Forest conservation policy implementation gaps: Consequences for the management of hollow-bearing trees in Australia
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Hollow-bearing trees in native forests and woodlands are significant habitat resources for many Australian fauna but habitat removal, commercial timber harvesting and urban development continue to threaten these ecosystems. Protection for these habitats and their species is purportedly provided for in legislation, policy, and strategic management plans. However, public debate and disagreement surrounding forest management has resulted in the disintegration of national plans as interpreted by states and territories as well as individual stakeholders, resulting in gaps in policy implementation. This paper presents a hierarchical review of the current legislation and policy mechanisms underpinning forest conservation in Australia, with specific attention paid to important habitat features such as hollow-bearing trees. Apart from federal and state legislation acknowledging the importance of hollowbearing trees to biodiversity, sufficient mechanisms to halt the ongoing loss of this resource from Australian landscapes at the local level appear to be lacking. Hollow-bearing tree conservation strategies from 46 local councils in Victoria, New South Wales, Tasmania, and Queensland were reviewed. Very few (<5%) respondents from local councils across all states indicated that they have specific plans for the conservation and management of hollowbearing trees, highlighting policy implementation gaps at the local level. Furthermore, apparent environmental management strategies and actions rank relatively low on local council priorities. Therefore, a stronger focus on conservation actions towards management of critical habitat features across the landscape supported by robust local, national, and international policy is needed.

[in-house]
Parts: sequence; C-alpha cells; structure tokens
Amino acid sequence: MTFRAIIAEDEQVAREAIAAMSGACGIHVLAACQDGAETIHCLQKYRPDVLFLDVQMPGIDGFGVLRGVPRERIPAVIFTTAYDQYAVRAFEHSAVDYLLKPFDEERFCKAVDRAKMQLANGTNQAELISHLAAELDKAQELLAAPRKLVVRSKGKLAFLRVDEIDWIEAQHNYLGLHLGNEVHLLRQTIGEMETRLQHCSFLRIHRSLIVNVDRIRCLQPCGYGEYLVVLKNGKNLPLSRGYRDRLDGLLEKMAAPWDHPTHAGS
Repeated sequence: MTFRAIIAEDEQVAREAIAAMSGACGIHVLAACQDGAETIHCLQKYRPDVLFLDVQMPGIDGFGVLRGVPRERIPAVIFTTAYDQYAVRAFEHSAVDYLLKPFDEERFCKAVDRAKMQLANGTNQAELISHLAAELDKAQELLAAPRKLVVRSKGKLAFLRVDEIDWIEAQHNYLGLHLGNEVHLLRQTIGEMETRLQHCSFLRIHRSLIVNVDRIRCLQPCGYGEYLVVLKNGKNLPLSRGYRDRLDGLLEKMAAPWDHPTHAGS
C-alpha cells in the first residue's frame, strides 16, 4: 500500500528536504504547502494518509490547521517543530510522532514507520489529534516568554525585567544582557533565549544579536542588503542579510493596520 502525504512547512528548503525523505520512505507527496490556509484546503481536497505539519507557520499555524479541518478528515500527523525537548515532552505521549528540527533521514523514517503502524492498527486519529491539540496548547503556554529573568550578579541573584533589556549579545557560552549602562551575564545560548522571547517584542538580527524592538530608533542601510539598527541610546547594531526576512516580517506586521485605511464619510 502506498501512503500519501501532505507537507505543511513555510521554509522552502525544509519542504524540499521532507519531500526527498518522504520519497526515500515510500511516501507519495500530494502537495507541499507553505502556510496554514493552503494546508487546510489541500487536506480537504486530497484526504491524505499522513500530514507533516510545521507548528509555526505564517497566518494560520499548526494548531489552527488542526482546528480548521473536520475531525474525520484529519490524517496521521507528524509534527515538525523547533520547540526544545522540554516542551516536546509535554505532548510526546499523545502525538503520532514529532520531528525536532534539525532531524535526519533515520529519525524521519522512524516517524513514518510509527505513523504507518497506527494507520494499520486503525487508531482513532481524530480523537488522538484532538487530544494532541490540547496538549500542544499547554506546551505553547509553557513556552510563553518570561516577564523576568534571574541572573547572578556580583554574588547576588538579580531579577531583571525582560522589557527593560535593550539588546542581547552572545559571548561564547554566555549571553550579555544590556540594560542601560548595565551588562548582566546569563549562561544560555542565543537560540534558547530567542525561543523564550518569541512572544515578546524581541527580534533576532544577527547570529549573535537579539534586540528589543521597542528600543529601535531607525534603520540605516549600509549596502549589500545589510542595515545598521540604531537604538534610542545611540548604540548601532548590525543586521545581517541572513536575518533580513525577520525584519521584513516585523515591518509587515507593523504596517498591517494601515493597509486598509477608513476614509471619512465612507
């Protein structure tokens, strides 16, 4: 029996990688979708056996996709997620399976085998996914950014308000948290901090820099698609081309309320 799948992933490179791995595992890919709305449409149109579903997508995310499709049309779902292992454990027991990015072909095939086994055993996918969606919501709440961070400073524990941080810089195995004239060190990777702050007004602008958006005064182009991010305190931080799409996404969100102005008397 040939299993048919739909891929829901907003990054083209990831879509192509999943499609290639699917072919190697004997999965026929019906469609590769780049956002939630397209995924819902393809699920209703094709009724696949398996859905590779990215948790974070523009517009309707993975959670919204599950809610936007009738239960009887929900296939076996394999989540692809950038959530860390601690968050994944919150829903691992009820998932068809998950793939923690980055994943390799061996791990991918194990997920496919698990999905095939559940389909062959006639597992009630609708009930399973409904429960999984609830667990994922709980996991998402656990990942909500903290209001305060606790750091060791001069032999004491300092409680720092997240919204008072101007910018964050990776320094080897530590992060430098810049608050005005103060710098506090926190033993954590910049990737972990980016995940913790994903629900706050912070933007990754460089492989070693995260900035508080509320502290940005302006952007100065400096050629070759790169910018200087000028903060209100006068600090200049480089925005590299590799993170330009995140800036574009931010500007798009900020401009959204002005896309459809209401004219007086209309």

Conservation and Society
© The Author(s) 2014. This is an Open Access article distributed under the terms of the Creative Commons Attribution 2.5 License (CC BY 2.5) (http://creativecommons.org/licenses/by/2.5/) which permits unrestricted, non-commercial use, distribution and reproduction in any medium, providing that the work is properly cited.
Natural Resource Management
Conservation and Biodiversity